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Easy Guitar Songs • Forever And Always • Taylor Swift • Chords, Strum Pattern, Tab, Lyrics, Videos, Play Along Track

Updated on March 23, 2015

Taylor Swift Books

Taylor Swift
Taylor Swift

A comprehensive biography of this contemporary sensation of a singer.

Taylor Swift:  The rise of the Nashville teen
Taylor Swift: The rise of the Nashville teen

This biography reveals the full story behind Swift’s preteen acting career, her early song writing efforts and her attempts to break into the music business as a youngster.

Details the vicious bullying and crippling exclusion she experienced at the hands of school classmates and how – as a social outcast – she turned to music to heal the pain. An exclusive interview is included with one of Taylor’s tormentors, who apologizes for causing distress.

Taylor Swift: Country's Sweetheart: An Unauthorized Biography
Taylor Swift: Country's Sweetheart: An Unauthorized Biography

Tweens can't get enough of this award-winning country and pop sweetheart. Taylor Swift's debut album has gone double platinum and produced three hit singles. She won the 2007 CMT Horizon Award and the Breakthrough Video Award, and was nominated for the 2008 Best New Artist Grammy. We've got the behind-the-scenes story on this blonde bombshell from her younger years to her current superstar status, complete with four pages of color photos!



Taylor Swift was born in Reading, Pennsylvania on December 13, 1989. At the age of fourteen, she moved to Nashville, where she had an artist development deal with RCA records. She met, and formed a lasting songwriting relationship with Liz Rose. The two would meet every Tuesday after school for two hours. Rose eventually became no more than an editor for Taylor's ideas. Even at that young age, she was writing quality, commercial music.

She left RCA at fifteen, in order to record her own compositions. She signed with an independent label, Big Machine Records, where she began work on her debut album.

The Song

Taylor Swift has become on the biggest new country cross-over stars. While some tunes have a strong country vibe, others are firmly entrenched in pop and rock genres. Forever and Always is a great piece of commercial songwriting. All the elements are there, up tempo, catchy hook, great lyrics and melody.

I have transcribed the song in the style of Runaway Train and You Belong With Me, a simplified campfire strumming arrangement with no bells or whistles.




The Chart

In order to play along with the recording, place a capo on the third fret. Treat the quarter note rhythm slashes as downstrokes and the eighths as down-up. For example, the strum direction in measure one would be down, down-up, down-up, down-up. The count is one, two and, three and, four and. The only sum that is missed is the upstroke on the and of the first beat. The Cadd9, Gno2, and Em7 all have the third and fourth finger positioned on the first and second strings at the third fret (relative to the capo), covering the notes D and G. I have called the G Major chord, Gno2 to distinguish it from a normal open G Major voicing. You may see this chord notated with other names, but it is still a G Major, because adding the D on the second string does not add anything new to the chord. Chord spelling for G Major is G (root), B (third) and D (fifth). The D on the second string is simply the open D, fourth string, an octave higher.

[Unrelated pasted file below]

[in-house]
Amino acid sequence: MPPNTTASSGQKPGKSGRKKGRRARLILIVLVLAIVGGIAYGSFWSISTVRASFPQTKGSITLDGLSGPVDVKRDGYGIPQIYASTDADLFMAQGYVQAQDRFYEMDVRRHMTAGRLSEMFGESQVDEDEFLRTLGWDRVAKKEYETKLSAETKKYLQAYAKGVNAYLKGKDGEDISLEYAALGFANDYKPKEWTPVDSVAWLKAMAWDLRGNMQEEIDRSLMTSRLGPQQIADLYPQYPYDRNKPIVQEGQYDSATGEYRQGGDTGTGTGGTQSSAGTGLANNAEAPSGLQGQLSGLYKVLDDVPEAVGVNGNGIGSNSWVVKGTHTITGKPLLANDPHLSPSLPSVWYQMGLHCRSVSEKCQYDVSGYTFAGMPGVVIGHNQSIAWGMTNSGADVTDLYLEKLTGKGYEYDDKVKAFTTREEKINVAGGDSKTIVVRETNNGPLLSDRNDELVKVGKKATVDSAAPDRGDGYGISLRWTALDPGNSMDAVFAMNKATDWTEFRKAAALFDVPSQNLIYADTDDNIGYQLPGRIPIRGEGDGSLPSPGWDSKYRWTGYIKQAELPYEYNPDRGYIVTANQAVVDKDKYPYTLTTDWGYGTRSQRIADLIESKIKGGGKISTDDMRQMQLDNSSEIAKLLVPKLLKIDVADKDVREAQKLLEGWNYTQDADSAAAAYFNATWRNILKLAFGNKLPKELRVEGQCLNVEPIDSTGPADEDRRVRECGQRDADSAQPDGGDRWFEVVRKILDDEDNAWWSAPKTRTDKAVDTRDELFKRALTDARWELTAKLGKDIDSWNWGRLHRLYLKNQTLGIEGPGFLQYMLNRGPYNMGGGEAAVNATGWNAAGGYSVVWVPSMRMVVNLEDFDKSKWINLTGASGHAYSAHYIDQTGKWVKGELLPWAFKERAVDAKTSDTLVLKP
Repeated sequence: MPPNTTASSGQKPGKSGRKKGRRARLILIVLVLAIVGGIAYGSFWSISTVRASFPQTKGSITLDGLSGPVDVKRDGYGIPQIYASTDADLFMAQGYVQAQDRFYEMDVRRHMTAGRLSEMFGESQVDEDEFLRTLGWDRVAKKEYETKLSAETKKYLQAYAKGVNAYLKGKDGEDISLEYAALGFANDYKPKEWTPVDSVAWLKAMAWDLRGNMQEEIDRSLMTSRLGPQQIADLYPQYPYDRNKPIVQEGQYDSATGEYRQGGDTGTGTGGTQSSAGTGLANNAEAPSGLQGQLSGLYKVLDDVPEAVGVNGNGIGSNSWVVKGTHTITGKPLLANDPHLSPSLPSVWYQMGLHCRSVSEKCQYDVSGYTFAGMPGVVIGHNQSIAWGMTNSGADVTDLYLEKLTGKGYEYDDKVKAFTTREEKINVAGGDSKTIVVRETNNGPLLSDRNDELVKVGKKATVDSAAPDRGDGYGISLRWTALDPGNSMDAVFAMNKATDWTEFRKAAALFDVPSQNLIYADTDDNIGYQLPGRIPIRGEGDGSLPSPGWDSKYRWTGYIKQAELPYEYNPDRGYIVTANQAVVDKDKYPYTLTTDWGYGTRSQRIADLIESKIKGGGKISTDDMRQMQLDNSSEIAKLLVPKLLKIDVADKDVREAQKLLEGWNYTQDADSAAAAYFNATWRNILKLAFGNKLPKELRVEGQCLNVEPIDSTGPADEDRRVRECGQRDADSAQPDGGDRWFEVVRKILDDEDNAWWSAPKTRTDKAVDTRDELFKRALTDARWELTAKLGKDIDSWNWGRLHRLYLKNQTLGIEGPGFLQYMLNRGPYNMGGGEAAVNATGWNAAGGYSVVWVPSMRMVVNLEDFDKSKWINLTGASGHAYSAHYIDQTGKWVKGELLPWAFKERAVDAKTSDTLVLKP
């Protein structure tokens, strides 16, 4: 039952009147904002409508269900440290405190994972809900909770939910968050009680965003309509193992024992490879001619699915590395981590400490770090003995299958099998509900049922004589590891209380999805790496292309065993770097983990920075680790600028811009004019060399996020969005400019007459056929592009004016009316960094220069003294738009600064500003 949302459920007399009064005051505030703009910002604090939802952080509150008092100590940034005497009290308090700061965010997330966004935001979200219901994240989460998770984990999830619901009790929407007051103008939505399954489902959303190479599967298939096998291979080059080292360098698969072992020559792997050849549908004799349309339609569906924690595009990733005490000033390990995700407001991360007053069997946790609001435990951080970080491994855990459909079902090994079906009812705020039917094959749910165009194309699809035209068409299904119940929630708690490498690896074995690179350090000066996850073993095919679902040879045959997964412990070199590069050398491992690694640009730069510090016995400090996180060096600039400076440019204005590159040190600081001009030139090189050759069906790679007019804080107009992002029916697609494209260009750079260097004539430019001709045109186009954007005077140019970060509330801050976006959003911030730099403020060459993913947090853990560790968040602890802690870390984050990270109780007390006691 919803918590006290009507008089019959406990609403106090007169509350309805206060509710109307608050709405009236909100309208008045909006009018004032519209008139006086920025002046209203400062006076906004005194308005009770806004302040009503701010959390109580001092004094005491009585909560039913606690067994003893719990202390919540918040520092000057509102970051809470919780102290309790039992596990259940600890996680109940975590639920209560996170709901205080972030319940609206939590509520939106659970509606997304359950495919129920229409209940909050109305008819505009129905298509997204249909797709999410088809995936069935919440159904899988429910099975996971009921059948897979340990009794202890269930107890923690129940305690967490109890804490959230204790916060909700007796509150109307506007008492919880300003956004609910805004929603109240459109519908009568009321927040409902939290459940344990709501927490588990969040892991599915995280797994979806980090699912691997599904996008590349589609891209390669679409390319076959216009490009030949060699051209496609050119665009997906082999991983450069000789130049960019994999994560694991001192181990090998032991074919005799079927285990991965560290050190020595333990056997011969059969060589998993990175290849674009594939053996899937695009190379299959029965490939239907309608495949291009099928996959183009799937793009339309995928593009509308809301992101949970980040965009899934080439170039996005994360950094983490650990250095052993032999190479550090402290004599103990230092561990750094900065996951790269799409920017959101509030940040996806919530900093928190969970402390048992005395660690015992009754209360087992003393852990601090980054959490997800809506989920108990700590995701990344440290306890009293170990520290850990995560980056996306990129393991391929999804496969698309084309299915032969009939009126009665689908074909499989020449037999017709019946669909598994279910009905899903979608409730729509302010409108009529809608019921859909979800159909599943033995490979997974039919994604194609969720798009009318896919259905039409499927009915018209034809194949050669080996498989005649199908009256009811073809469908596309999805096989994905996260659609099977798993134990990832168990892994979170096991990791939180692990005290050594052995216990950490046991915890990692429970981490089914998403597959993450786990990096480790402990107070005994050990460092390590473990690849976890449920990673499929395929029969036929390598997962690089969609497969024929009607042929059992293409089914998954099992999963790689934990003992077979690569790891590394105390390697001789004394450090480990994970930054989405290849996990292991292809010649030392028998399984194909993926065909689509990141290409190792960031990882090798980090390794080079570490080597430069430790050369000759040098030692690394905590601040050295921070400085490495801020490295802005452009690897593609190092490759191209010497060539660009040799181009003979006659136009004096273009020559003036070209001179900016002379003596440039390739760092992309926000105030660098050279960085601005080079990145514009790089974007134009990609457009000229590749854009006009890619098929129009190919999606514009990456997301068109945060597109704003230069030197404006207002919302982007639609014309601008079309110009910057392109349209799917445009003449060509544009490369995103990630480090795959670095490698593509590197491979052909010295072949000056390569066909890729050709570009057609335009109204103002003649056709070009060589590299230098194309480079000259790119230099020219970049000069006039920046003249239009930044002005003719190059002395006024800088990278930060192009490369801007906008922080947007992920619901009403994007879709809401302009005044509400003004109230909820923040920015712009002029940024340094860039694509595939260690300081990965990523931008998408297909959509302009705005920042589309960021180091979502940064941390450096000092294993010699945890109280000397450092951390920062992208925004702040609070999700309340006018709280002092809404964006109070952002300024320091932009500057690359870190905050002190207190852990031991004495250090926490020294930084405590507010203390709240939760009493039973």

At measures sixty five and one hundred and four, I have notated all downstrokes. This lends a more driving sound to this section. Count carefully and try to get the sound in your head. The D Major is syncopated, forced onto the and of beat two. In measure sixty nine, play a straight eighth note pattern: down-up, down-up, down-up, down-up. This is a great way to add the required 'build up' sound into the guitar solo.

At measure eighty seven, miss the first downstroke on the first half of beat one, but play the upstroke on the second half. All these little nuances will add to the overall sound and make the pattern more interesting. Also, try accenting beats two and four in the body of the song. This is where the snare drum plays in most rock, pop and country songs. These are very common accents and add more interest to the overall sound.


My recording and composing partner Elizabeth Sheppard-Storms on vocals.

There is a 2 bar intro. Don't forget to capo on the third fret!

Official Video


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    • Lorne Hemmerling profile image

      Lorne Hemmerling 4 years ago from Oshawa

      Thanks so much, Ruchira! I sent fan mail. I really do like your profile comment, love and peace for all……..if only. Old hippies understand this!

    • Ruchira profile image

      Ruchira 4 years ago from United States

      My son plays guitar and I am going to ask him to read this hub. Am sure he will understand all the chords.

      thanks. voted up as useful